One of the interesting discoveries during the workshop was the realization by participants that the world’s best-documented areas of shallow (<20 km depth) slow slip events in Costa Rica, central Japan and New Zealand have some striking similarities. Specifically the 3 margins include: relatively cold temperatures on the interface in the SSE source regions, similar slow slip event durations (generally ~2-3 weeks), and comparable equivalent moment magnitudes per event (Mw ~6.5). Costa Rica and north Hikurangi have further similarities in that both margins are characterized by subduction erosion, and each exhibit a regular two-year SSE recurrence interval. We expect that continued comparison and contrasting of these 3 subduction zones and their shallow slow slip event behavior begun at the workshop will lead to new insights into the mechanisms behind shallow SSEs.

The main 3-day workshop was followed by a 2-day field trip, from Gisborne to Wellington. The fieldtrip was designed to expose participants to the onshore, uplifted components of the Hikurangi forearc and provide a complete transect of Hikurangi margin active tectonics. The fieldtrip also tracked above the slow slip event source areas of the Hikurangi subduction zone, and gave participants insights into the geological and tectonic context of slow slip in the North Island.

Just after the fieldtrip, on 6-7 Aug approximately 45 of the Gisborne workshop participants met to develop the full proposals and implementation plans for a proposed project to use IODP drilling to understand slow slip event processes offshore Gisborne, at the northern Hikurangi margin. We expect that these efforts will be of interest to the GeoPRISMS community, as New Zealand has been recently selected as one of the primary focus sites for the Subduction Cycles and Deformation (SCD) program. The evolving effort towards IODP drilling at north Hikurangi may provide an important focal point for SCD research in the New Zealand region in the coming years.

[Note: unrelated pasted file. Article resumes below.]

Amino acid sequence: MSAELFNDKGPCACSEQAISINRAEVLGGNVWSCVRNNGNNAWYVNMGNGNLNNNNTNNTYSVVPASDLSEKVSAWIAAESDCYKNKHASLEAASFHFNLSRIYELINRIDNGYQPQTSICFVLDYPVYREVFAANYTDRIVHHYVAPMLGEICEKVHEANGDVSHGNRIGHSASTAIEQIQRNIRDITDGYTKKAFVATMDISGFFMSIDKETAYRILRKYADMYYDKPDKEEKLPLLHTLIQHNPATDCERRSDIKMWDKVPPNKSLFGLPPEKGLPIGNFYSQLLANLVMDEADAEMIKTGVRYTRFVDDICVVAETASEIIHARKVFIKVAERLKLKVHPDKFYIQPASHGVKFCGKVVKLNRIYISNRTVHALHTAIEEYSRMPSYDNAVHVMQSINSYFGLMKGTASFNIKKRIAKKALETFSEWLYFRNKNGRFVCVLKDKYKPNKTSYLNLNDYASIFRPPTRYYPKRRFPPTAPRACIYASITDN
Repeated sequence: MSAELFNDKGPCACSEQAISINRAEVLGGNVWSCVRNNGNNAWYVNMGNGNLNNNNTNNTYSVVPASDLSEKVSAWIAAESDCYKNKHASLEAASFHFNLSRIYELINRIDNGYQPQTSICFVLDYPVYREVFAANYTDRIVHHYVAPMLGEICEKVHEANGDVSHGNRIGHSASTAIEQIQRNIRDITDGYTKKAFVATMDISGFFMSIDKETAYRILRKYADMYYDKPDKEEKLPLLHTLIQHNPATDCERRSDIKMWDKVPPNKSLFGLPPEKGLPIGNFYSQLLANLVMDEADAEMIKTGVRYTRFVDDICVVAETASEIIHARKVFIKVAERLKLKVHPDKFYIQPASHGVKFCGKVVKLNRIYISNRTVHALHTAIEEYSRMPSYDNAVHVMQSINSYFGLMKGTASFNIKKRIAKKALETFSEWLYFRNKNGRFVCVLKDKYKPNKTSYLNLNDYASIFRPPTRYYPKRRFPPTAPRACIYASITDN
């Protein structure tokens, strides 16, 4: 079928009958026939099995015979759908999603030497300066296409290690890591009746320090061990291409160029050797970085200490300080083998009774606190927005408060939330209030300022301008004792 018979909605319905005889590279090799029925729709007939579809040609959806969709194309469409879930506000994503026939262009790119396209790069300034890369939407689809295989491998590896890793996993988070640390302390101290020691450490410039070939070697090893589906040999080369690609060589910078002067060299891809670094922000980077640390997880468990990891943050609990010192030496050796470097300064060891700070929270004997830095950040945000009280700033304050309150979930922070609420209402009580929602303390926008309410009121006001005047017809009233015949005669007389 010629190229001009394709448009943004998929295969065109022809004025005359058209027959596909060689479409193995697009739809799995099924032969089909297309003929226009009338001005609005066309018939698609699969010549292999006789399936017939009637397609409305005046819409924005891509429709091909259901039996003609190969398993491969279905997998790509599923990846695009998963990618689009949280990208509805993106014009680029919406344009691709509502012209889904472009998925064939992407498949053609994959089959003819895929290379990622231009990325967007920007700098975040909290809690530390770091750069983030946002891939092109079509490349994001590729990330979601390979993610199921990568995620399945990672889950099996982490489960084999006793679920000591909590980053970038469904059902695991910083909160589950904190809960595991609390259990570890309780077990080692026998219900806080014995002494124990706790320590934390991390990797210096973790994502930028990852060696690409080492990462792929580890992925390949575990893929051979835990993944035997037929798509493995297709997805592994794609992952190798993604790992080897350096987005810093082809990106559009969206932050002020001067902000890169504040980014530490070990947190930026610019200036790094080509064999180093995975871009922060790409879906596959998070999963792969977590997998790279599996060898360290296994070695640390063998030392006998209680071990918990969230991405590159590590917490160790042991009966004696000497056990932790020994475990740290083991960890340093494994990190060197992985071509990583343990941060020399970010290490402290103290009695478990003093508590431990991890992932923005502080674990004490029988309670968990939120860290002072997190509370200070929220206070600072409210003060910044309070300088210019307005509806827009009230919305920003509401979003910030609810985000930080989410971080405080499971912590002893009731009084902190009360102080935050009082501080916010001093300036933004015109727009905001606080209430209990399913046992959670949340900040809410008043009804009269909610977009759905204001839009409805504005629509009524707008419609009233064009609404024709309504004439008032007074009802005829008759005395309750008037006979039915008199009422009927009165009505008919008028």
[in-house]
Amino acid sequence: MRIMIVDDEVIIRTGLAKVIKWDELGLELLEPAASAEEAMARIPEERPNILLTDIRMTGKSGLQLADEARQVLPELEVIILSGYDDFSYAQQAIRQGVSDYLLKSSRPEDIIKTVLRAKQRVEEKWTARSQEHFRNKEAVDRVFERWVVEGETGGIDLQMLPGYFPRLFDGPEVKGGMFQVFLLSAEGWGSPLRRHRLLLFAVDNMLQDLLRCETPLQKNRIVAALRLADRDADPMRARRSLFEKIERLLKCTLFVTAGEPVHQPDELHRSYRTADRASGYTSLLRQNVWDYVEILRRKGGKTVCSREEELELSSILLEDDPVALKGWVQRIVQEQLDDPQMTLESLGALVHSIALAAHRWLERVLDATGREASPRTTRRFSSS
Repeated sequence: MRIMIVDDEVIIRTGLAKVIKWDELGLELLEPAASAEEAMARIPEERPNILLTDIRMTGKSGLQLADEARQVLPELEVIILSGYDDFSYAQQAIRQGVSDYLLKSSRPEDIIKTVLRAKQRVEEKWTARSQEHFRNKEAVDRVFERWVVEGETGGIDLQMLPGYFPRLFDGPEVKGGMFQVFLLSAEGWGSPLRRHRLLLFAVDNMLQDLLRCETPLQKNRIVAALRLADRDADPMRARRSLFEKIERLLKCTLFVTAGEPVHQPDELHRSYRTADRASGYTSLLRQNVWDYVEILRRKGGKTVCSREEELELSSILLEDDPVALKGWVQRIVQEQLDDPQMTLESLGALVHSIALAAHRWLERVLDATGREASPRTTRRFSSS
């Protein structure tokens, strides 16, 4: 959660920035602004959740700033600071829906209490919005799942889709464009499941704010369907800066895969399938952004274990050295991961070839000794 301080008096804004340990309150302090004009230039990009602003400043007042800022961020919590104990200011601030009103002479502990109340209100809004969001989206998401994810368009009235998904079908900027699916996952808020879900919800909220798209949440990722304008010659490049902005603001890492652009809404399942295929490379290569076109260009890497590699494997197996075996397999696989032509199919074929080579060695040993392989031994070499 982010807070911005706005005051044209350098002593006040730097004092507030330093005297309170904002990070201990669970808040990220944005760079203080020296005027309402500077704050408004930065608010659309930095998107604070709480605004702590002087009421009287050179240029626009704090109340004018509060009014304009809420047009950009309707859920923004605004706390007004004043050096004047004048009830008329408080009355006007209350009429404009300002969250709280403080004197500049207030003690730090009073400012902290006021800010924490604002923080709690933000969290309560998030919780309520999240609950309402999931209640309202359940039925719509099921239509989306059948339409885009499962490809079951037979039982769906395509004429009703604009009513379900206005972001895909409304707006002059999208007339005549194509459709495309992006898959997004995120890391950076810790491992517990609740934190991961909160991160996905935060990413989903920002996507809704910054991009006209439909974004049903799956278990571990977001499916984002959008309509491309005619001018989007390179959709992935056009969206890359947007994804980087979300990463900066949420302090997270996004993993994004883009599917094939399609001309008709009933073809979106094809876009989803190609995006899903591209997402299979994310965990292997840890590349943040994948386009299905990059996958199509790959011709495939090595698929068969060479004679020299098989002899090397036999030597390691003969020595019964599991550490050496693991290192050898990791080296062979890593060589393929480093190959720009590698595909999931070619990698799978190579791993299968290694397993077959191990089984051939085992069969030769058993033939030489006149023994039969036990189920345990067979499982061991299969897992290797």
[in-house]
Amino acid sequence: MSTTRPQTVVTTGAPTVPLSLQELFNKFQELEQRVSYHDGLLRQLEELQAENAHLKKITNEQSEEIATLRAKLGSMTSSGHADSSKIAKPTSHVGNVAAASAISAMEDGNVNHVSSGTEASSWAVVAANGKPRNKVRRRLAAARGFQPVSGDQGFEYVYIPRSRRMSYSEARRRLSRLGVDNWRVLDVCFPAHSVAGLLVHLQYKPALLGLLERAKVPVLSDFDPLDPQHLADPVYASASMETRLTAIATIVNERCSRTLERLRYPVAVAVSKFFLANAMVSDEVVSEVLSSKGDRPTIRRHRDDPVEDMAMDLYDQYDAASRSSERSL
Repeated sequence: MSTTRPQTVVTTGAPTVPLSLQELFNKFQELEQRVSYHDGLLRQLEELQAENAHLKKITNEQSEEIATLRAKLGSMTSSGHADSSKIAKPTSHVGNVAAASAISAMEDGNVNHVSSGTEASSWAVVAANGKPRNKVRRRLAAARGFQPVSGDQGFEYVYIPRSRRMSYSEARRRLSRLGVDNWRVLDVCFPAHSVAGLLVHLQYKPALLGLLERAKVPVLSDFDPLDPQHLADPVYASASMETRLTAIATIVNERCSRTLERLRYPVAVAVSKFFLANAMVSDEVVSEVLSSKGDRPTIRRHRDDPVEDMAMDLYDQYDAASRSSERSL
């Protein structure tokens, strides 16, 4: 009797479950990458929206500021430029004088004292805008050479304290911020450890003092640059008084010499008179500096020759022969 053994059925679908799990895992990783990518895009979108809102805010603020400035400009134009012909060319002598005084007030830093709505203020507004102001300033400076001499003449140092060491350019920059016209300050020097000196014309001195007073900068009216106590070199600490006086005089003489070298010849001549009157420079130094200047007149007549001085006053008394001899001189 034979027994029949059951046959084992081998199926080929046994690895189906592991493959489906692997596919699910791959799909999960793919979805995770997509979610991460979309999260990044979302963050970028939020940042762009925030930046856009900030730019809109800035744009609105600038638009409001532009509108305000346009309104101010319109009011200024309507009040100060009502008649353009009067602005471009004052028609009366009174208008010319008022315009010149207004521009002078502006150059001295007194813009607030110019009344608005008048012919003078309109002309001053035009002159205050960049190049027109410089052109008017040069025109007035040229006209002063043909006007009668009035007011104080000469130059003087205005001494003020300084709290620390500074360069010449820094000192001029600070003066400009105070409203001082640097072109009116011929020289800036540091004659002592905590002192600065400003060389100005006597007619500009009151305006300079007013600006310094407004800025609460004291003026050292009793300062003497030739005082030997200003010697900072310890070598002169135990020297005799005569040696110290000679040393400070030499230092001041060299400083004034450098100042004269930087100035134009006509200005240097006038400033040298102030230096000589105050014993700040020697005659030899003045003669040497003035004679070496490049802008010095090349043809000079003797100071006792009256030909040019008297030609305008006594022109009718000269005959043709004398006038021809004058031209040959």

The workshop was supported by funding from IODP-MI, the New Zealand Ministry of Science and Innovation, the Consortium for Ocean Leadership, and GeoPRISMS. A full report on the workshop outcomes will be developed for IODP over the next few months, and will be publicly available once it is completed. To see the scientific agenda and list of participants at the Gisborne workshop, visit the workshop website.

 Reference information
IODP Workshop on Using Ocean Drilling to Unlock the Secrets of Slow Slip Events, Wallace L. et al;

GeoPRISMS Newsletter, Issue No. 27, Fall 2011. Retrieved from